The annual migration of reindeer across Norway is a spectacle of nature. The majestic animals are currently moving from their southern winter grazing grounds to greener spring pastures.
This year you can watch it happen in real time — all of it.
The Norwegian Broadcasting Corporation (NRK) is following a herd of almost 1,500 reindeer on its Slow TV channel. Tune in and you’ll see reindeer, reindeer, and more reindeer.
Slow TV got its start a couple years ago with a live broadcast of the eight-hour train ride from Bergen to Oslo. Other shows have featured the knitting of a wool sweater, stitch by stitch; salmon fishing; and firewood being chopped and burned.
Live-streaming the reindeer migration is a more ambitious undertaking. It’s a continuous, weeklong broadcast that makes use of cameras mounted on drones, snowmobiles, and one lucky reindeer's antlers. Special antennae had to be mobilized on mountains along the way to route the broadcast signal from remote northern settings.
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“I think the idea behind the Slow TV is that in this stressful world we’re living in, it’s so good to just be able to sit down and put on the channel where it happens at a natural speed,” says Per Inge Aasen, one of the project managers for NRK. “The other thing that’s exciting is that it’s not people who decide what happens, it’s the reindeer and the weather.”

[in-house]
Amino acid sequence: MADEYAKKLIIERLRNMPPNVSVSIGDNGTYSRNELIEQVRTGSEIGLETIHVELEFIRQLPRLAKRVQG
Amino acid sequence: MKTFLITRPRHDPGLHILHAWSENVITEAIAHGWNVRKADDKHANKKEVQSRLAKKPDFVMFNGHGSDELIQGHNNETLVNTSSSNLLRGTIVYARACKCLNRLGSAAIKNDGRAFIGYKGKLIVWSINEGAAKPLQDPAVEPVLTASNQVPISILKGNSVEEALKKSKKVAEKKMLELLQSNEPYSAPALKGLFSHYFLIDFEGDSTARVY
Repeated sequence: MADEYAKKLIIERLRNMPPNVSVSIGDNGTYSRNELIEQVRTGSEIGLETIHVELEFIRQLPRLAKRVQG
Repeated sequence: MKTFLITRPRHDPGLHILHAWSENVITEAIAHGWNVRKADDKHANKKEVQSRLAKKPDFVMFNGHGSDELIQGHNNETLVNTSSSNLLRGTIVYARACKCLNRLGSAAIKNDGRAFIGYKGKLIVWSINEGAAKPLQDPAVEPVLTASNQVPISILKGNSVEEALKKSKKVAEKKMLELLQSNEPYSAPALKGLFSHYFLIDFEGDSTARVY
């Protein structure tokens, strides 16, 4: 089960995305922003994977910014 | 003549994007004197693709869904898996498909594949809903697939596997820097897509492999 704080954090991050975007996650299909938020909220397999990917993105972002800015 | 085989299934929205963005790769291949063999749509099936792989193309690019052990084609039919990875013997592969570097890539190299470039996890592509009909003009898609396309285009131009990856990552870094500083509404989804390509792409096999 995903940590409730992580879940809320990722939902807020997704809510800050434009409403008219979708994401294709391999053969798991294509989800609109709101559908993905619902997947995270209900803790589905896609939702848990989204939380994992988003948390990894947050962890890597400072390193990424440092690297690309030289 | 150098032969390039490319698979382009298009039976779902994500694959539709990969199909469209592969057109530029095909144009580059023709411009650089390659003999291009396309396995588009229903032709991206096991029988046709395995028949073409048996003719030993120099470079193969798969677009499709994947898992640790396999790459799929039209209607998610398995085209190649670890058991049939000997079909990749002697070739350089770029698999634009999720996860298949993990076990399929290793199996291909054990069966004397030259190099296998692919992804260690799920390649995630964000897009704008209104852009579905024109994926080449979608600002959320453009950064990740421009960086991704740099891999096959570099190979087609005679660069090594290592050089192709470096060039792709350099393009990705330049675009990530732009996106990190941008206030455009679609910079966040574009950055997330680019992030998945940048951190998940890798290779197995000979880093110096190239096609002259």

“Slow TV gives us a unique experience, the feeling of being present in real time and space,” echoes Rune Møklebust, of NRK. “Norwegians are not really slow … it’s more like a coincidence that it happened here in the first place. Give anyone a story they really care about and they will pay attention.”
The cameras are continuously focused on the reindeer as they trek from Šuoššjávri to Kvaløya in the country's far north, against a backdrop of breathtaking sunrises, snowy mountain plateaus, and northern lights displays.
Edmund Johannes Grønmo/NRK
The finale will be the herd’s impressive swim across the strait of Kvaløya to reach its summer pastures.
“This is a story that’s happening every year in our country. It’s a natural thing for our reindeer herders and we wanted to share this experience with people who don’t have the chance to be near the migration route,” says Aasen. "Wow! It's an amazing thing to look at."